It was the Daily Mail a 10% improvement. That Craig Murray claimed the DNC as the source is not disputed (understanding that "DNC insider" and "Russian agent" are not mutually exclusive).

@ Anura
"We have learned that the accusations of massive corruption were completely baseless"

I have not learned that.

After deleting half (30k emails) of the contents (Yoga related) she did twist herself up like a pretzel.

Secretary Secret Server:
- Explained that she didn't want to carry two devices - having been video taped doing just that.
-Explained that there was no classified information on the server, until there was.
-Explained that there was no information marked as classified until:
a)There was
b)An email was found instructing underlings to strip the classification markings from a FAX and send it over normal channels when the classified system was having problems
- Explained that she thought the notations (c)(s) were an attempt to alphabetize the information. Anura, can you help me with - what letter comes after TS//SCI//ORCON//NOFORN ???

The classified information issue is a sideline. The real story is the Clinton Foundation. As referenced above, the Uranium One - Rosatom story is the type to look at. A company with Tony Rodham on the board got the second ever foreign gold mining concession in Haiti in 50 years. After a promise of aid from "Clinton, Inc.". Please search - Teneo Holdings, Clinton Foundation.

Ms. Clinton deleted 30,000 emails - 21.5 emails 'personal' emails per day 7/365 for her four year term.

Oh, I forgot, Secretary Clinton mentioned Chelsea's wedding. The Podesta dump included emails related to her daughter's wedding...."using (Clinton) Foundation resources" for those nuptials. The Foundation used 70% of its funds for salary and travel. Charity Watch and Charity Navigator recommend a maximum of 25 %.

Secretary Clinton monetized her position. I know that Republicans since Lincoln have done the same - "the only thing he wouldn't steal is a hot stove" (Re: Scanton). The scale is unprecedented, certainly un-presidental.

Finally, Ms. Clinton recalled "decorating" in relation to her missing emails. I believe that. She was trying to put lipstick on a pig.

Please understand that I don't care for Trump. I Spent thirty years of my life making people like the Secretary unemployed, and begging their employers to prosecute. I've recently been shoved into a corner (office), and have little time for blogs anymore.

Love,

Slime


rDecember 15, 2016 11:00 PM

@Slime Mold with Mustard,

I'm not going to argue with you, I'm concerned about the emails too but did you see the see about his nominee installing an unapproved insecure internet connection inside and alongside his existing connection and EMSEC tent?

https://www.schneier.com/blog/archives/2016/12/auditing_electi.html#c6739906

I don't know what to think of that, but I think it was Charlie Rose last night that I saw an interview on where the guy was explained as only being highly effective and unconventional - which I am not necessarily averse to just concerned about the newyorker post.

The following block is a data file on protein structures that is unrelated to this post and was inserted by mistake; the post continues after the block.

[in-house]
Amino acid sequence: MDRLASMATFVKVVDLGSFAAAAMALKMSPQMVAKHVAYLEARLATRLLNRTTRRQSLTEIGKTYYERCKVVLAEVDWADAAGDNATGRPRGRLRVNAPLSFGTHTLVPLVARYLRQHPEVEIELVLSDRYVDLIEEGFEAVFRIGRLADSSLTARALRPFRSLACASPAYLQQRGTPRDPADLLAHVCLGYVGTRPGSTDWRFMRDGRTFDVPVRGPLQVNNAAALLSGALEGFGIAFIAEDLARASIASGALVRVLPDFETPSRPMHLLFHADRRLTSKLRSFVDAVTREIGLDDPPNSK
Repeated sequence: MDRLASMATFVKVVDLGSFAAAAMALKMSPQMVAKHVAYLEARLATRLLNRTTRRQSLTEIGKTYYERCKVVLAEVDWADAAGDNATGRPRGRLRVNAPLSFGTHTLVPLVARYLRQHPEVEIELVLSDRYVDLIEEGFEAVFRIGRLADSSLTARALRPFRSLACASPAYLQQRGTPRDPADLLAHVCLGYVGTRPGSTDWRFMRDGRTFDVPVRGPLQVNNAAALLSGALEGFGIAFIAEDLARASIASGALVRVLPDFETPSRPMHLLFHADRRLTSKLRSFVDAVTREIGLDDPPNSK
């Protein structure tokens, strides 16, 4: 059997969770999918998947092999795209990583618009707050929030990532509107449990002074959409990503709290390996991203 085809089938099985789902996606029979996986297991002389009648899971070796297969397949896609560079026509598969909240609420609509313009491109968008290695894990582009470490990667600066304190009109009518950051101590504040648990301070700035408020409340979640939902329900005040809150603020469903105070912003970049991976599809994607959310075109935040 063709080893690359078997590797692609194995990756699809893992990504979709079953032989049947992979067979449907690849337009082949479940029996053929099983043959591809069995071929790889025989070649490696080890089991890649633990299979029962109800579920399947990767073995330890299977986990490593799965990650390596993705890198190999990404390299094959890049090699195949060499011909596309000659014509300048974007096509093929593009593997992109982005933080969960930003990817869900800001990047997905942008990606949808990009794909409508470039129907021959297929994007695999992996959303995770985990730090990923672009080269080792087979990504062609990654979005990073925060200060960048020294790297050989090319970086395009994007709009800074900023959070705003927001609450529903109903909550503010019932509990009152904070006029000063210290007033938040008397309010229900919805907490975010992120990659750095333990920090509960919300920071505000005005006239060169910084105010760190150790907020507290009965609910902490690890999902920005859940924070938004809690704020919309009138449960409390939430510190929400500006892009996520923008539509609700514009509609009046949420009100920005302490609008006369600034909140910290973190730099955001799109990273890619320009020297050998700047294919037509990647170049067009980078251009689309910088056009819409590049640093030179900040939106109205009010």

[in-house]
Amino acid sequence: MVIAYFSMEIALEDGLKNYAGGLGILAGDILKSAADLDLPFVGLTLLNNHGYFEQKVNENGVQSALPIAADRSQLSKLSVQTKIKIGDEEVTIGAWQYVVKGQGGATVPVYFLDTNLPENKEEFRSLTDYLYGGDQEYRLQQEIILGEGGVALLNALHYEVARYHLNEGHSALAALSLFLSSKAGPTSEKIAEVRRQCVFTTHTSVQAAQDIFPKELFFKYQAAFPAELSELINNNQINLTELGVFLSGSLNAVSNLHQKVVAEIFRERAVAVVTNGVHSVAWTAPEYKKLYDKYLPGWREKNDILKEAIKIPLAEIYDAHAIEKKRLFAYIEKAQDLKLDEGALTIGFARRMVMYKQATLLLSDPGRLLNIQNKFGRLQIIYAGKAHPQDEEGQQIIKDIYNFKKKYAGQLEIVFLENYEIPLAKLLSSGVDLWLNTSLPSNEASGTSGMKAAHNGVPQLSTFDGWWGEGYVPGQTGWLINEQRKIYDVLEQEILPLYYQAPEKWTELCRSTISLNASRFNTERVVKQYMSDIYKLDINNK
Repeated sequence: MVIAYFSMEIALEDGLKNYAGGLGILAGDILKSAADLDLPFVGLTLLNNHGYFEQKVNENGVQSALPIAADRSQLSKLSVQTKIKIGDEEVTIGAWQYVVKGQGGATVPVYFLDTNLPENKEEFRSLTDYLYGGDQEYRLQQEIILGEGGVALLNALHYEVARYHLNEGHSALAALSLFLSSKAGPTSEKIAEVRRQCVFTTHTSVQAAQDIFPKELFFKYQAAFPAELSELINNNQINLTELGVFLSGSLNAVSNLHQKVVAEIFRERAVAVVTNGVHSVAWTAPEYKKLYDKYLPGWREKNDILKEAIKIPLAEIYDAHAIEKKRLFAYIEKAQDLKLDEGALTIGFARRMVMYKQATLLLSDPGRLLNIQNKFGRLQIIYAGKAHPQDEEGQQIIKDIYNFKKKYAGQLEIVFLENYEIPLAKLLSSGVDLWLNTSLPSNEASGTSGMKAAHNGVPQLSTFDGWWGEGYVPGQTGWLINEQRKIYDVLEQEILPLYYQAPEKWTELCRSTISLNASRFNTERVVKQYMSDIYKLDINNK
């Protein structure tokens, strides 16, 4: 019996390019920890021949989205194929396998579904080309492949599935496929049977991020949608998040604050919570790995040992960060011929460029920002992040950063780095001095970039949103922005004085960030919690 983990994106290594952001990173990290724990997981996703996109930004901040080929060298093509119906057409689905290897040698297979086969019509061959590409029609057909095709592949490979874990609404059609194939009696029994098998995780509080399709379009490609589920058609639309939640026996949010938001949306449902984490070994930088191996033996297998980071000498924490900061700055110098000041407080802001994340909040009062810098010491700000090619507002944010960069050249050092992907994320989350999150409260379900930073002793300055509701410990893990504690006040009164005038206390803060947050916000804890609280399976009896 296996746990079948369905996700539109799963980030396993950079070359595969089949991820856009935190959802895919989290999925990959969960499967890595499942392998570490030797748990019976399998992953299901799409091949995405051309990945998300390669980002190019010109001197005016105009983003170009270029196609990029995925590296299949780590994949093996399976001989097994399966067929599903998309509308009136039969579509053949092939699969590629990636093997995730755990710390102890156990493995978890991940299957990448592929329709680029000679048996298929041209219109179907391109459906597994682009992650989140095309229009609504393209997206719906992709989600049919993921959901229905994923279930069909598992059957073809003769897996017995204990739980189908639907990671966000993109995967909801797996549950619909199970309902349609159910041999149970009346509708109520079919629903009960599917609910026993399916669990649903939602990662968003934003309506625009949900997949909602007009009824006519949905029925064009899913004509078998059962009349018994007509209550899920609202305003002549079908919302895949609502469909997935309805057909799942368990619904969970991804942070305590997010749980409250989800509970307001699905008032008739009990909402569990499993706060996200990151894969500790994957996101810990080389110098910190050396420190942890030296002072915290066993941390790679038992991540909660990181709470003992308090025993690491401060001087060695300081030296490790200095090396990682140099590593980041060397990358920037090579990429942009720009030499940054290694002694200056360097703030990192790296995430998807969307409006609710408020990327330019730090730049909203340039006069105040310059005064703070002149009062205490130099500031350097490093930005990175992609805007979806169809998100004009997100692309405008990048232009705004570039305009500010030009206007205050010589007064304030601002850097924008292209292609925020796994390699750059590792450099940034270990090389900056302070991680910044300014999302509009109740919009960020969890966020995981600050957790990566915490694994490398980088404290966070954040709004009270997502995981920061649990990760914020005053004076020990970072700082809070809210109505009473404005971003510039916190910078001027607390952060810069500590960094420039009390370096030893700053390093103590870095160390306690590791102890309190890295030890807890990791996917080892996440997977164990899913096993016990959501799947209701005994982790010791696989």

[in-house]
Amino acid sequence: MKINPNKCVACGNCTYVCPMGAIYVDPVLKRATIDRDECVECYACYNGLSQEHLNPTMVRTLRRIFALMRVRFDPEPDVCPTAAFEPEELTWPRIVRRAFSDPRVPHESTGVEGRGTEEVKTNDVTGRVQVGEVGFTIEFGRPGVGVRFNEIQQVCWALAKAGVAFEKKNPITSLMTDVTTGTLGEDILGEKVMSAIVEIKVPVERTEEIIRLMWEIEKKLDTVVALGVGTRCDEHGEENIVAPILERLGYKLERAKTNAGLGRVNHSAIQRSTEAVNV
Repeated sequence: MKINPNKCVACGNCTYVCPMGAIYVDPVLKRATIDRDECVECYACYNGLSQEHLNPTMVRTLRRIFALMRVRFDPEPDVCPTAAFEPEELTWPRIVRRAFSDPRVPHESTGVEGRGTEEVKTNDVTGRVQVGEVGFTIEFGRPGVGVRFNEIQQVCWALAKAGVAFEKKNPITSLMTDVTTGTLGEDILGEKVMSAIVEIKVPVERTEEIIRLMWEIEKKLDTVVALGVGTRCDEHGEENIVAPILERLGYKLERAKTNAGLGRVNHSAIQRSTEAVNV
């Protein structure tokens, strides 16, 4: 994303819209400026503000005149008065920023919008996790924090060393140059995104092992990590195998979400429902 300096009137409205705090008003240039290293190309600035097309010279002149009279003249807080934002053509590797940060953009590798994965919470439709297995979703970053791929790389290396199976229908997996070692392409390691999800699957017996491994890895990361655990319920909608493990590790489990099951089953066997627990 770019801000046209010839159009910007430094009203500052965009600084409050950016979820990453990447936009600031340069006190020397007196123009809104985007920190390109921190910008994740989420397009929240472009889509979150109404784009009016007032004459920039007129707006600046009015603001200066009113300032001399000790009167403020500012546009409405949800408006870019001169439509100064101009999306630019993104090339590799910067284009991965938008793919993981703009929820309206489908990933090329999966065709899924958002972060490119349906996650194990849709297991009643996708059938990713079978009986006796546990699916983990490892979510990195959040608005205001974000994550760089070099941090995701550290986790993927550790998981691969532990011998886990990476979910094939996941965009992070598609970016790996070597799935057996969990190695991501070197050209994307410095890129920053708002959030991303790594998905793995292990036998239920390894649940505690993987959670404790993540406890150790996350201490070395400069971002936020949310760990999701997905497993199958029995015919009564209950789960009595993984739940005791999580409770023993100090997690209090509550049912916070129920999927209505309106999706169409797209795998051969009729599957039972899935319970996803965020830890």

AnuraDecember 15, 2016 11:04 PM

@Slime Mold with Mustard

I think you and I have different definitions of "massive corruption".

Slime Mold with MustardDecember 16, 2016 12:38 AM

@ r

See: War As I Knew It - G.S. Patton, 1945 (Final chapter) Paraphrase - 'If it confuses you more than the enemy - fuck it.'

@ Anura

Perhaps we do have different definitions.

I know a lot of people think the US invaded Iraq in 2003 for oil. Anyone in business or history knows the most costly way to get something is to send an army to fetch it. Real operators know it is; 1) cheaper 2) easier 3) less complicated to pay people off. Hence - "The Untouchables".

When we look at the FIRST Gufficer hack of Sidney Blumenthal's emails to Secretary Hillary, we find a strange mention of "friends' opportunities in Libya" Another explanation is hardly more palatable. It was . She was opposed by the Pentagon.

I've got a lot more. I did not list anything like a percentage of why I believe HRC is the most corrupt politico in US history. I do need to sleep and my employees will not be impressed by "I was arguing on the inter-nut all night".

Love,

Slime

AnuraDecember 16, 2016 1:15 AM

@Slime Mold with Mustard

Even if your evidence wasn't weak as hell, that's not evidence of massive corruption, some self-dealing, but it's pretty much all run of the mill shit you expect from most politicians. This is my problem; the Clintons have been more thoroughly investigated than any other politician in the US today, and at most we can say is that she helped her friends. We don't have any evidence she received any money from the foundation, nor that there is anything seriously wrong with the foundation.

We just have accusations and cherry picked leaks. Start leaking emails from any organization, and you can find stuff that "proves" they are completely corrupt and fraudulent. It's like finding a strong partial DNA match; it's a lot different to have someone suspected of a specific crime, have their DNA tested, and then use that against them than it is to have someone you think might be a murderer, so you run their DNA, come back with a one in a million partial match, and then convict them. By fishing, you find clear evidence of a crime that they didn't commit. It's just the Texas sharpshooter.